“At the risk of seeming ridiculous, let me say that the true revolutionary is guided by a great feeling of love…. We must strive every day so that this love of living humanity will be transformed into actual deeds, into acts that serve as examples, as a moving force.” by Che Guevara
Heart Center Love
“Love feeds a million watch fires in the encampment of the body.” by Diane Ackerman in “A Natural History of Love.”
As human beings (and as mammals) we have a limbic system which governs our emotions and supports bonding and attachment with partners, friends, children, and family members. Surely this is an evolutionary development which furthers the survival of our species. Most people, with few exceptions, have strong emotional responses towards people they care about. We are capable of empathy, compassion, and devotion. We know when someone is listening to us and empathizing with their heart. We can be moved by the joy and suffering of others. With a strong enough empathy function we may even feel concern for a stranger who is in trouble. The discovery of mirror neurons gives this a scientific basis. We will experience something of the physical or emotional state of another in our own body when these neurons fire.
The problem with emotional love, as Gurdjieff suggests, is that it can turn into its opposite. If we only love with our feelings what happens when our feelings change? There is a saying that “love brings up everything unlike love”, meaning that when we open our hearts in a close relationship we also open the door to any unworked or repressed feelings from our past. When these feelings are blamed on the other person there is big trouble.
In our culture, we expect to be moved and opened up by falling in love. But perhaps not too much. Emotional intensity can lead to big drama, for better or worse. How much romance do we seek? How much can we handle? The media are full of stories about charismatic people who meet their “soulmate”, fall in love, but then some years (or months) later there is an acrimonious divorce. On a positive note, we also hear stories of high school sweethearts who are celebrating a romantic 60th wedding anniversary.
For most of the world, romantic love is a relatively new development in human history. The concept of romantic love took a big leap with the romantic poets of the late medieval and renaissance periods. But the best object of one’s romantic love was someone unattainable, someone to be idealized from a distance. You generally did not seek to have sex with them!
Totalitarian states have often prohibited romantic love between individuals while telling people to direct their love toward the motherland or the supreme leader as the embodiment of the nation. For most of its history the Christian church discouraged romantic love between people, saying that it must be directed only toward God. Yet at another level, the Christian tradition offers a compelling image of the burning heart of Jesus with the message of deep compassion for every person.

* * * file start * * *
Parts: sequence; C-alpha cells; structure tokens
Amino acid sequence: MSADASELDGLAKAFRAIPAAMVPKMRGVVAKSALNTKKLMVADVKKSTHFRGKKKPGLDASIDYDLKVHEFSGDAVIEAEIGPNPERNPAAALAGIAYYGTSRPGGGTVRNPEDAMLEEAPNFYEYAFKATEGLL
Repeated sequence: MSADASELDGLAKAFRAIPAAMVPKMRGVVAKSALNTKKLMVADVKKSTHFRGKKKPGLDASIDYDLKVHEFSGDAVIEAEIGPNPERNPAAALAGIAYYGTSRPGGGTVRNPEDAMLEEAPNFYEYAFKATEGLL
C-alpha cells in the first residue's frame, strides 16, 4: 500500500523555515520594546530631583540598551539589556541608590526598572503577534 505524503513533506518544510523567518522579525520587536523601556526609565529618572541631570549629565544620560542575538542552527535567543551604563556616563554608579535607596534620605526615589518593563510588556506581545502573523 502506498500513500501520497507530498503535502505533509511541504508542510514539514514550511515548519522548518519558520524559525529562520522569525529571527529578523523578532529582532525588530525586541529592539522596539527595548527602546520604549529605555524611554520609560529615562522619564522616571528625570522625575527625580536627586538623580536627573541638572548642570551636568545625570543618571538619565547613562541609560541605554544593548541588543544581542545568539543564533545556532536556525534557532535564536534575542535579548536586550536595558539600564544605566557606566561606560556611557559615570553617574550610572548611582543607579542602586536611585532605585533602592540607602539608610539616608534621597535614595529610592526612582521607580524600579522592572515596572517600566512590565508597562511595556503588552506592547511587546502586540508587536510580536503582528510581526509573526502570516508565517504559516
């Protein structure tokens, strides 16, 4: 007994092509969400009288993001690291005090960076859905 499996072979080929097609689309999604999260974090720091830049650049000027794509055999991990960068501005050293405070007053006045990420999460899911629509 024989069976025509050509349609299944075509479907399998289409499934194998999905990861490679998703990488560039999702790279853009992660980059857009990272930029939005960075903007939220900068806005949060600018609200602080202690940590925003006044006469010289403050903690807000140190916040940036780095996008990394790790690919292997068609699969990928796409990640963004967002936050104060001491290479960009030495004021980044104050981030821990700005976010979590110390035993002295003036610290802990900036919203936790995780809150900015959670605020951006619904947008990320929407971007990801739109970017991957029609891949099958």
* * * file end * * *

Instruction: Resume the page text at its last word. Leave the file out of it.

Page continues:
It’s said that romance provides the fuel for the fire of the heart center. Yet the biochemical rush of romantic love wears off over time. Can it be reignited? Can it mature into something more stable and committed? Can we keep our hearts open to our partner through times of disappointment or difficulty? With the Enneagram, we would say that this takes work on our type structure.
“…. the intensity of romantic love fueled by PEA and other chemicals, most commonly wears off between 18 months and three years. Then what? A new set of substances comes into play – endorphins, which help create feelings of safety, security, and comfortable attachment. Unlike PEA, these do not increase excitement but have a calming effect.” from “The Anatomy of Love” by Helen E. Fisher, Norton, 1992
Robert Johnson, an author and student of Carl Jung, describes “stirring the oatmeal love …a willingness to share ordinary human life, to find meaning in the simple, unromantic tasks: earning a living, living within a budget, putting out the garbage, feeding the baby in the middle of the night. To ‘stir the oatmeal’ means to find the relatedness, the value, even the beauty in simple ordinary things, not to eternally demand a cosmic drama, an entertainment or an extraordinary intensity in everything. …. it represents the discovery of the sacred in the midst of the humble and ordinary.”
Still, romantic love continues to thrive in the songs, films and stories of our culture. We are especially inspired and moved by music which speaks directly to the heart center:
“Love was when I loved you, one true time I hold you, in my life we’ll always go on. Near, far, wherever you are I believe that the heart does go on.” Sung by Celine Dion
“You’re not a ship to carry my life, you are bound to my love in many lonely nights. … And I need you to turn to when I lose control, you’re my guardian angel who keeps out the cold… Did you say yes, well I said I knew that my reason for living was for loving you…” by Elton John